The answer was to reduce (numerically) the overall action ratio (OAR). For a given hammer mass an action with on OAR of 5.5 (a hammer travel of 5.5 mm for every 1.0 mm of key travel) will have a heavier feel than one with an OAR of 6.0 (a hammer travel of 6.0 mm for every 1.0 mm of key travel).
ddf


Uh Del, did you mean to say the opposite?
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#1550593 - 11/04/10 04:02 AM Re: How are actions designed? [Re: pianoloverus]
Mark R. Offline
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I also stumbled over this, Dale. I would think that the higher the overall action ratio, the more dynamic force is required on the key to overcome the inertia of the hammer, making for a heavier feel, not lighter.
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#1550597 - 11/04/10 04:16 AM Re: How are actions designed? [Re: pianoloverus]
hpeterh Offline
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Registered: 01/26/10
Posts: 824
Loc: Germany
Hello,

may I ask, if the key length, that is the distance between center pivot and key front, is specially of concern?

I had some thoughts about it and posted these and some images here:

http://www.pianoworld.com/forum/ubbthrea...tml#Post1545456



Another remark for the volume:
The cinetic energy results from the squared velocity.
So the sound energy shold be the squared velocity.
However sound energy is not the same as volume. There are many different methods to measure subjective percepted volume, but I believe all have Fechner's law in common: The percepted volume is logarithmic to the sound pressure...
Complicated ....

But I think indeed there should be a partially linear relationship between percepted volume and velocity.

Thats what I think about it. Ok, I am a technician, but not a piano technician, probably you guys know more...



Peter



Edited by hpeterh (11/04/10 06:07 AM)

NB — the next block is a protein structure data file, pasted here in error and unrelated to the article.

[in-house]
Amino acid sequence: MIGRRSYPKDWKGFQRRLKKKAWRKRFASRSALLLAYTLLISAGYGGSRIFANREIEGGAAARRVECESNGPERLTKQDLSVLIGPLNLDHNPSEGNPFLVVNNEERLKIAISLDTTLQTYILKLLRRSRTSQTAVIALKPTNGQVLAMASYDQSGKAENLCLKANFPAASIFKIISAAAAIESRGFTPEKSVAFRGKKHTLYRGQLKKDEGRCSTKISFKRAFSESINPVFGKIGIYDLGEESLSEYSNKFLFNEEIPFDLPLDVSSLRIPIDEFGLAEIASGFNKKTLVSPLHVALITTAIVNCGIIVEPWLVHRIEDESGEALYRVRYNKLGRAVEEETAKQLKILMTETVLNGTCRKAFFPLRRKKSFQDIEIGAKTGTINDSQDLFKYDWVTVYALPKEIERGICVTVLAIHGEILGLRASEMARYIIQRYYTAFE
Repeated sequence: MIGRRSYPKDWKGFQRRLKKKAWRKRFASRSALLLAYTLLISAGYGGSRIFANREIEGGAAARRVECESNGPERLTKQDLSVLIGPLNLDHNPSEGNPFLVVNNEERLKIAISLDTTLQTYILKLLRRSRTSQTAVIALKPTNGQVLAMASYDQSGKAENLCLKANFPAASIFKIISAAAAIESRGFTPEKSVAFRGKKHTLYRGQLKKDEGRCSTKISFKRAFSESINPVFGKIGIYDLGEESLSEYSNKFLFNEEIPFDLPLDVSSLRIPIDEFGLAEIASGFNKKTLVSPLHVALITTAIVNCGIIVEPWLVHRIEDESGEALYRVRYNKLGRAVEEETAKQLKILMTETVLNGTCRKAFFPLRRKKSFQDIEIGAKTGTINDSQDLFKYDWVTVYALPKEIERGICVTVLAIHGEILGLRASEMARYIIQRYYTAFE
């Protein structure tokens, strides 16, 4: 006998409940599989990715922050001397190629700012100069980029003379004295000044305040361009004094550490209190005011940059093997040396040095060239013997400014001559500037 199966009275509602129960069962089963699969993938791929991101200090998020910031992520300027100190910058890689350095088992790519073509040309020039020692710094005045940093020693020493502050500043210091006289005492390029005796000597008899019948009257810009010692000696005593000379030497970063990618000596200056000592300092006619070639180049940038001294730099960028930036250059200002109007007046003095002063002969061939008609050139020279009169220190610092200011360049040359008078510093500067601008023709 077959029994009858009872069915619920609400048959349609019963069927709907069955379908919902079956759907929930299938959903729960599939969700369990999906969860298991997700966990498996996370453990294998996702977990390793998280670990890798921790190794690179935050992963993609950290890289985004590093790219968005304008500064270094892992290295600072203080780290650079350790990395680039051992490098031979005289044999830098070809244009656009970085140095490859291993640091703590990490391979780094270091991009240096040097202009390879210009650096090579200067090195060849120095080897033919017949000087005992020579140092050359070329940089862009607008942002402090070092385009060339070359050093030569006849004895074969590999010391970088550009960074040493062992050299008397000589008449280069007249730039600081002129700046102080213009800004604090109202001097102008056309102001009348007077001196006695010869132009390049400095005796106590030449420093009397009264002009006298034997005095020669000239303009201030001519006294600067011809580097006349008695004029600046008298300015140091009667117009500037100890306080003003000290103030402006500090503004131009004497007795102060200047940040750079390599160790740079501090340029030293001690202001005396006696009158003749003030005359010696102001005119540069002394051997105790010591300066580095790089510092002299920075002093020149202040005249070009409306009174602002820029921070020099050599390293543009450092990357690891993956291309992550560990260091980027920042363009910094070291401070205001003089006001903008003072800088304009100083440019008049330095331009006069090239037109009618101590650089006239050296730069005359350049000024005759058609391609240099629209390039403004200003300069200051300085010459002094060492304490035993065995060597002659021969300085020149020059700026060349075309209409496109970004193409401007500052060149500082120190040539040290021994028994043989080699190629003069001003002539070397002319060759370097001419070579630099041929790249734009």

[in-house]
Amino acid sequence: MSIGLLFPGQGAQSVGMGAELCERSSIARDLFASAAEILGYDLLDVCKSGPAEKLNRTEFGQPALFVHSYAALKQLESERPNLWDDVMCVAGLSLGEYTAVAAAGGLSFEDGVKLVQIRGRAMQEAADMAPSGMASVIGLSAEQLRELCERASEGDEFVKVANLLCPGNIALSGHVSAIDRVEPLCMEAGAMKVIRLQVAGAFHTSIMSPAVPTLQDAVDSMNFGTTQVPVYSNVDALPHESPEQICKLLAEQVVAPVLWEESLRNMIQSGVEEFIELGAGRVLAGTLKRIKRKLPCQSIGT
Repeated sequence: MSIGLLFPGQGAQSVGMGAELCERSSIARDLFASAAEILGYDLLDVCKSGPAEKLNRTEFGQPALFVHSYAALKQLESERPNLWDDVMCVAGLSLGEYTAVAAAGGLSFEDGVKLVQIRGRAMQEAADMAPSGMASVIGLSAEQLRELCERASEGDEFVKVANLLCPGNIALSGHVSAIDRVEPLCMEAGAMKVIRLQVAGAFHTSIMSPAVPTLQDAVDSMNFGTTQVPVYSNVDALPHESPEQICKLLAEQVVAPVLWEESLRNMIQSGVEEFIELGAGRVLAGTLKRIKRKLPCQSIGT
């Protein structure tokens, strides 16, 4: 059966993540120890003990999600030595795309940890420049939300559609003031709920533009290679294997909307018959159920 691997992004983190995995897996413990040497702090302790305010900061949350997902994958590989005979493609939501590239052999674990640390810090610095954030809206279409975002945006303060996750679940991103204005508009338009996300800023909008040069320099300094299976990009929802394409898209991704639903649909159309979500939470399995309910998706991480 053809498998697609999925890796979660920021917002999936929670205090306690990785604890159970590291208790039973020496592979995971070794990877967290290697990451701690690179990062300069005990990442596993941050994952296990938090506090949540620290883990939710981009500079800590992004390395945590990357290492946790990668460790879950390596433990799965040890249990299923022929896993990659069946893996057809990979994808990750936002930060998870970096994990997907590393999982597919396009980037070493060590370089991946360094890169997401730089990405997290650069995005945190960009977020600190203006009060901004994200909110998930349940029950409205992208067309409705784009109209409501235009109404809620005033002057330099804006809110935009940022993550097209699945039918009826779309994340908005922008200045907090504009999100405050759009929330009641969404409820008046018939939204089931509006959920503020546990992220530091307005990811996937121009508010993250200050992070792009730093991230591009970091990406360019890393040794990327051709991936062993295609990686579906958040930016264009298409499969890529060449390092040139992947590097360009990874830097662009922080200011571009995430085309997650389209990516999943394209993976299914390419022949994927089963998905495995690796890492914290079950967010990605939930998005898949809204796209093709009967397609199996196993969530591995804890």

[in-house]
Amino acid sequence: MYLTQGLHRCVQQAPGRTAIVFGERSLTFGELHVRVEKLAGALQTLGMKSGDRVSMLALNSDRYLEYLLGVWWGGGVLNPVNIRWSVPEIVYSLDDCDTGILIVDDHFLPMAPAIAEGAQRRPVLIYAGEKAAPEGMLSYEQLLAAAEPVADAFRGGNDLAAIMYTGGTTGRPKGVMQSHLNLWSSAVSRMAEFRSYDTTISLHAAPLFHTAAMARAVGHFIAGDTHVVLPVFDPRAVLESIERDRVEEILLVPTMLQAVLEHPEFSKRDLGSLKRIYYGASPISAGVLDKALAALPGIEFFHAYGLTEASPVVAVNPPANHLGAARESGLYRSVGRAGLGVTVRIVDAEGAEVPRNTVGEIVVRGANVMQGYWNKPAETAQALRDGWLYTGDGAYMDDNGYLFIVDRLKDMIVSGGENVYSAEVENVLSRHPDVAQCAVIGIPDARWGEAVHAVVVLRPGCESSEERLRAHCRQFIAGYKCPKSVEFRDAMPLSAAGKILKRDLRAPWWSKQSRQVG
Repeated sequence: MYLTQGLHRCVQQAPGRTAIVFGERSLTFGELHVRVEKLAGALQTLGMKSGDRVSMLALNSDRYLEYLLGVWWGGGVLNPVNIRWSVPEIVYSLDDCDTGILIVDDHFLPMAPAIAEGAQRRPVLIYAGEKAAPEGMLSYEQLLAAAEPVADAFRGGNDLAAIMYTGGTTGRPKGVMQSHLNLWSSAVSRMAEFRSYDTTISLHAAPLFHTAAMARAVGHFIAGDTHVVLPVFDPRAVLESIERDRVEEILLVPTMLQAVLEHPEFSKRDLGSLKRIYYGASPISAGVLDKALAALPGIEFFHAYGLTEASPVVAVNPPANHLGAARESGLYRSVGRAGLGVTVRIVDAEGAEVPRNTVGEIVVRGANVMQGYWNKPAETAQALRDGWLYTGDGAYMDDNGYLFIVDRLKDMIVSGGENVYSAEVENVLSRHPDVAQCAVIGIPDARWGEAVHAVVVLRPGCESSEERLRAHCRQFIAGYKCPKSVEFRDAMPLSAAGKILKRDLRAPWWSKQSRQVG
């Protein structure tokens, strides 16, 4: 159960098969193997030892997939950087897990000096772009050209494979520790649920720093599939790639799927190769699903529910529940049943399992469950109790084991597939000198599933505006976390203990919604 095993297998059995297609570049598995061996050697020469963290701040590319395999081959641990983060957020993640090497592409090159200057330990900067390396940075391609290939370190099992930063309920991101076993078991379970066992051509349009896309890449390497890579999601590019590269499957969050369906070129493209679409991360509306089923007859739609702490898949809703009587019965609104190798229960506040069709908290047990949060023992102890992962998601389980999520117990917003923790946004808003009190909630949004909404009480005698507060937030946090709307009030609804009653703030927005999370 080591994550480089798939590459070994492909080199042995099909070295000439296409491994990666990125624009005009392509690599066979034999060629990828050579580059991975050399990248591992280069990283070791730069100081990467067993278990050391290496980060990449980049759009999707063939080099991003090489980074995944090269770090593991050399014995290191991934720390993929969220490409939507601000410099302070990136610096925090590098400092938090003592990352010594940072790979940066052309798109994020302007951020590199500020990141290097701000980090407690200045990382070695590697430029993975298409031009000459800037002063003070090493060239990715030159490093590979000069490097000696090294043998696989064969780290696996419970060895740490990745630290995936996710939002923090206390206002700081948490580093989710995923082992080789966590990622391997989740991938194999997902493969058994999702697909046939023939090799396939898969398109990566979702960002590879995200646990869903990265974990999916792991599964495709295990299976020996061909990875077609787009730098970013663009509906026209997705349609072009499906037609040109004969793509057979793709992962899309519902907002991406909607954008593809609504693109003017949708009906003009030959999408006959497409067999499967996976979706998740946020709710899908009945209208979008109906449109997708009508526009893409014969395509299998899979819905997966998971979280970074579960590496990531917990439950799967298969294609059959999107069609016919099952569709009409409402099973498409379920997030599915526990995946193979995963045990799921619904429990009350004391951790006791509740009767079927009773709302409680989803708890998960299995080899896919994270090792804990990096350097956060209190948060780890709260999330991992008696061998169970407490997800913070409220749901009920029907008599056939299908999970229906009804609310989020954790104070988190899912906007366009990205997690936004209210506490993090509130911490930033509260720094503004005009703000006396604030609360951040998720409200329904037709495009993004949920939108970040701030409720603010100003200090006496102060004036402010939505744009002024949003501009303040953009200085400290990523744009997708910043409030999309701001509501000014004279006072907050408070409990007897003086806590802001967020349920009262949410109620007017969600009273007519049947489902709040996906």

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#1550601 - 11/04/10 04:32 AM Re: How are actions designed? [Re: Dale Fox]
hpeterh Offline
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Loc: Germany
Originally Posted By: Dale Fox
Originally Posted By: Del
The answer was to reduce (numerically) the overall action ratio (OAR). For a given hammer mass an action with on OAR of 5.5 (a hammer travel of 5.5 mm for every 1.0 mm of key travel) will have a heavier feel than one with an OAR of 6.0 (a hammer travel of 6.0 mm for every 1.0 mm of key travel).
ddf


Uh Del, did you mean to say the opposite?


From physic laws follows: If OAR increases then the ratio (mass inertia)/(static weight) increases.

So, yes, it mass inertia aka dynamic weight is kept constant and OAR decreases then static weight increases.

If static weight is kept constant and OAR increases, then dynamic weight (mass inertia) increases.

The point of view is different depending from those parameters that are kept constant.

And it is only valid if the keys contribution to static weight and dynamic weight is constant or zero as it is the case for thin plastics keys.

Ok, complicated words, but simple formula:

Friction and key mass neglected:

W = static key weight
M = dynamic key weight respective percepted Mass inertia of key.
OAR = total leverage Key-Hammer.

M = OAR * W
W = M / OAR


Peter


Edited by hpeterh (11/04/10 05:10 AM)
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#1550656 - 11/04/10 07:22 AM Re: How are actions designed? [Re: BDB]
pianoloverus Online   content
Yikes! 10000 Post Club Member

Registered: 05/29/01